Your personal data is protected

Nordic House’s video conferencing solution complies with the GDPR. Recently there have been rumours that this solution is not as secure as other solutions. The IT department has taken this issue very seriously and, after careful investigation, has determined that our solution is secure.

The IT department at Nordic House received concerns from several teams regarding the choice of video conferencing solution. There have also been a number of reports in various media outlets about Zoom’s poor level of security and sale of data to third parties.

It is important to understand that the Zoom solution used by Nordic co-operation is not the same as that used by private users. Although it cannot be said that Zoom has no data security issues, our solution is secure.

The IT department at Nordic House buys its Zoom service from NORDUnet, which is a co-operative body for the Nordic Region’s five national research and education networks and which is owned by the Nordic countries. NORDUnet provides world-class networks and e-infrastructure for the entire Nordic research and education sector, so it would be difficult for the Nordic Council of Ministers and the Nordic Council to find a more competent partner in this area.

In order to respond to concerns, we have gathered the most commonly asked questions here. In addition, the IT department can be contacted directly.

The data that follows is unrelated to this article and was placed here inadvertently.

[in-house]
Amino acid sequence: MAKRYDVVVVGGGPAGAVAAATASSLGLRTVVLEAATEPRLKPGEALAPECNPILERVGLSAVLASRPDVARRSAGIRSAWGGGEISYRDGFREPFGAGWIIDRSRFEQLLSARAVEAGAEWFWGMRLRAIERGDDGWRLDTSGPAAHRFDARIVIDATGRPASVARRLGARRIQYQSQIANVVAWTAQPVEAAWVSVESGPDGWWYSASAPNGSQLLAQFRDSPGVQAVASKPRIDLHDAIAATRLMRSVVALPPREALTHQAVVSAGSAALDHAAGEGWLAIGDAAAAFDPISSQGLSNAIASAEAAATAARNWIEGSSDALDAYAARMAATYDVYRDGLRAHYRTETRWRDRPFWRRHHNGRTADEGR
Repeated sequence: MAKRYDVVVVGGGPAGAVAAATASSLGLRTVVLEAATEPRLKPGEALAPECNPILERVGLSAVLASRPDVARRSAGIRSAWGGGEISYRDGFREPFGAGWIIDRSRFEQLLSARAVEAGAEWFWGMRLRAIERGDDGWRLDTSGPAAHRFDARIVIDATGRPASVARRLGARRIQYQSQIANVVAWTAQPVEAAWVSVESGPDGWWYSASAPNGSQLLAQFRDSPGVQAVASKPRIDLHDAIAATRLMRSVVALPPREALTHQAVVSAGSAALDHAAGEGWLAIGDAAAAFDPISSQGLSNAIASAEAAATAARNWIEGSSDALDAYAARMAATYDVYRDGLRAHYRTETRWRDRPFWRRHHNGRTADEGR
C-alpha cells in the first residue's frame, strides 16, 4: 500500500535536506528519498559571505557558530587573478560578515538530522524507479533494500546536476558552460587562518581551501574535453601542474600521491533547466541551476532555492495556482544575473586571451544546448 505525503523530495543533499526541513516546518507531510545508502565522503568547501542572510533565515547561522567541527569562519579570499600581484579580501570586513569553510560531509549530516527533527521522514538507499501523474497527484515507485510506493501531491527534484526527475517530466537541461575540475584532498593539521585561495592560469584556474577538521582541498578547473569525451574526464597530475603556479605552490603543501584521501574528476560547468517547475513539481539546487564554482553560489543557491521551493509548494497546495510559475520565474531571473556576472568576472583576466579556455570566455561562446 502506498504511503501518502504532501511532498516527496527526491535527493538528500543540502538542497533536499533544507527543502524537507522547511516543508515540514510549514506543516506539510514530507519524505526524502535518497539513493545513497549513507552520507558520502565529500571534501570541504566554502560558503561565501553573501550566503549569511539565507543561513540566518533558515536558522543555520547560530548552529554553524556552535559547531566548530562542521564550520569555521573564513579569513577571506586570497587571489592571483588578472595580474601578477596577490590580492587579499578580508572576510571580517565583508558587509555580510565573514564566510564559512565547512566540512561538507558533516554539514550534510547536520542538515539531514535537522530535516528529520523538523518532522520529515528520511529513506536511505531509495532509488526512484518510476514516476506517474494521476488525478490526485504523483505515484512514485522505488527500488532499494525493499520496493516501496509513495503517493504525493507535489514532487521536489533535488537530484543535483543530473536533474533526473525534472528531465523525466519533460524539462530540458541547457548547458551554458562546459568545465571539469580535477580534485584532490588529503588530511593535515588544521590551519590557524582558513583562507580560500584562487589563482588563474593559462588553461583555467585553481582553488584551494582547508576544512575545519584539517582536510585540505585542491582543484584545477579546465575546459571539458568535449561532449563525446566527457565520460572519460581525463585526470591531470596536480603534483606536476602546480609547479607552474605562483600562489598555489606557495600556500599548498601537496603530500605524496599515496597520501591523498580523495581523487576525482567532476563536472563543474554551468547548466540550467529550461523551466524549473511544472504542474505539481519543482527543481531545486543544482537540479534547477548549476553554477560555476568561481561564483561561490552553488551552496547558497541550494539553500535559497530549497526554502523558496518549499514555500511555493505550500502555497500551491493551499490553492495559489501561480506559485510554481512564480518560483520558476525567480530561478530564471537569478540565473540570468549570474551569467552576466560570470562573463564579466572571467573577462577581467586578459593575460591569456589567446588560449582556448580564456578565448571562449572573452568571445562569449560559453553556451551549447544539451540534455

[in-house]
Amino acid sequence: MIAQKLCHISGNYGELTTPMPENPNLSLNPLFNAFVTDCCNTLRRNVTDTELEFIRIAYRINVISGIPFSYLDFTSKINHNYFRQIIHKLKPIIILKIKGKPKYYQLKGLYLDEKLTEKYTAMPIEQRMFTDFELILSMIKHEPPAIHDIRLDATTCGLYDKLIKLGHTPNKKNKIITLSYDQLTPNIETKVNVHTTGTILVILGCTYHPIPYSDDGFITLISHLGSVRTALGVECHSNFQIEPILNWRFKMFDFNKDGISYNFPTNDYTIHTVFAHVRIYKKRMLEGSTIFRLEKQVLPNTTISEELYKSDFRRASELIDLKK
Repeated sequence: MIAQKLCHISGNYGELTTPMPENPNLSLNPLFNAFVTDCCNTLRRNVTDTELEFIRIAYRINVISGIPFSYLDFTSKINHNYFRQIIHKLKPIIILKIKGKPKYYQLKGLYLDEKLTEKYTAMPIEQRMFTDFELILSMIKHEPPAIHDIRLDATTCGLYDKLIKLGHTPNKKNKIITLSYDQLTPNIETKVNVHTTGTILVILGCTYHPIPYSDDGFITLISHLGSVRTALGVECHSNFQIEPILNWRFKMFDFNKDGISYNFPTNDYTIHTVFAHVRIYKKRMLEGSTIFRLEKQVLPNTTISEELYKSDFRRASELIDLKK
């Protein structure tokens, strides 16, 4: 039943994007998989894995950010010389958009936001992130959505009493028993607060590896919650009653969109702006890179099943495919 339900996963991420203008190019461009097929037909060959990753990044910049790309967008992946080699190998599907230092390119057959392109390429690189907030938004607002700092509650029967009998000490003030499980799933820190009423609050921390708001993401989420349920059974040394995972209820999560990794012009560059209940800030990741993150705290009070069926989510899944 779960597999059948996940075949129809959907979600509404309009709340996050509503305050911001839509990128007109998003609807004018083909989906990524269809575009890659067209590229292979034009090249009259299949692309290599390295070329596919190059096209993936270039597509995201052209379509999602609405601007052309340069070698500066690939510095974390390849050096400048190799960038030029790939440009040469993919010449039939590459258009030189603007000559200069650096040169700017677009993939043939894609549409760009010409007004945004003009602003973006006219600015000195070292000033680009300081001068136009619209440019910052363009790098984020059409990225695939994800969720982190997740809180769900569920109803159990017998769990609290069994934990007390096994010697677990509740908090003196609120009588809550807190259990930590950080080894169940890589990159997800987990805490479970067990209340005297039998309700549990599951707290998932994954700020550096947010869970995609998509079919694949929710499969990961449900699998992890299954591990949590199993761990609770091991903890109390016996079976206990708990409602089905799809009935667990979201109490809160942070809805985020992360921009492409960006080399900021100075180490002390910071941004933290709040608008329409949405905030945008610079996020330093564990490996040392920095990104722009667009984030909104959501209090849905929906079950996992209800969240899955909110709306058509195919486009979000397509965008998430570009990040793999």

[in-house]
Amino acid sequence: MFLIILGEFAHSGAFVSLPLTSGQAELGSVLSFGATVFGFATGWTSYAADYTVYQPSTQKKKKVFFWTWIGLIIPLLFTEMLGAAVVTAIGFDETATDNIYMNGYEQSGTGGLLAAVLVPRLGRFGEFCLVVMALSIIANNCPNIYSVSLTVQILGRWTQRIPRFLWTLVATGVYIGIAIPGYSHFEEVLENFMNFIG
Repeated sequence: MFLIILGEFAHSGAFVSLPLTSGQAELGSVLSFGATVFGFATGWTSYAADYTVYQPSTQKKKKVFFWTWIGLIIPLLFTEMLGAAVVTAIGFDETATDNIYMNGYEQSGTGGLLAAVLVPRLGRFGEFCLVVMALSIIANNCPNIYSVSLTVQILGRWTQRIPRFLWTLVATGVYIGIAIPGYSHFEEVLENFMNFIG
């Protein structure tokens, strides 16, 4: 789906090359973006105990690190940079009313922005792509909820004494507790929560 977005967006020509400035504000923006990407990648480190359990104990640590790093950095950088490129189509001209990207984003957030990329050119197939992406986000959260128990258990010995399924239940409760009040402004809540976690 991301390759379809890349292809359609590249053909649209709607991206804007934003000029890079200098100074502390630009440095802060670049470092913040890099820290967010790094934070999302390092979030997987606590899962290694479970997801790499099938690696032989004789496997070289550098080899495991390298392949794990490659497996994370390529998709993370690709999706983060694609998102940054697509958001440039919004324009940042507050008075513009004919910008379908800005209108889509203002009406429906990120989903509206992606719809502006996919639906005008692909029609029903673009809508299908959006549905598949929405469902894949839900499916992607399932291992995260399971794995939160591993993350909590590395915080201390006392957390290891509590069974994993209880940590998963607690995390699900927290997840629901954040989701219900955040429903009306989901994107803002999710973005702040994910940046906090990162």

# Who has access to the audio and video?

All the participants in a meeting have access to audio and video. The host can allow individual participants to record the meeting on their own PC, but only there. Our solution does not allow cloud recordings. Traffic is encrypted and is not saved on any server anywhere.

# What about Zoom bombing and unauthorised participants?

By default, anyone participating in the meeting knows the meeting ID. This is typically a 7- or 8-digit number, but it may also contain other characters defined by the host.

All participants can see who the other participants are. Consequently, it is easy for the host to see if there are any participants who shouldn’t be there.

Zoom bombing is a term for hackers who guess the meeting ID and try to join. However, as mentioned, this is easy to detect.

For additional security, a password can be set and the host can lock each participant into the meeting. Zoom provides detailed instructions on how to do this here:

# Is traffic encrypted?

Yes, traffic from your browser and Zoom client is always encrypted (using TLS 1.2 or AES-256). Details are available in Zoom’s Encryption Whitepaper (link below).

There is therefore no evidence to suggest that Zoom has no encryption. It should be noted, however, that traffic is not encrypted when calling into a Zoom meeting from an old-fashioned analogue phone, as encryption takes place within Zoom’s infrastructure.

The same applies when connecting to a Zoom meeting using a third-party solution such as Skype, a ZIP phone, a GSM phone, or H.323 video conferencing equipment. In these cases, the third-party solution provides the encryption.

A meeting host can decide whether or not to allow these types of connections. It is possible to allow only H.323, which can be connected encrypted to a meeting.  Furthermore, all participants can see what type of connection the other participants have.

# What are the actual terms and conditions?

The Nordic Council of Ministers has concluded an agreement with NORDUnet for Zoom. The agreement is supplemented with a data processing agreement and there are similar agreements throughout the supply chain.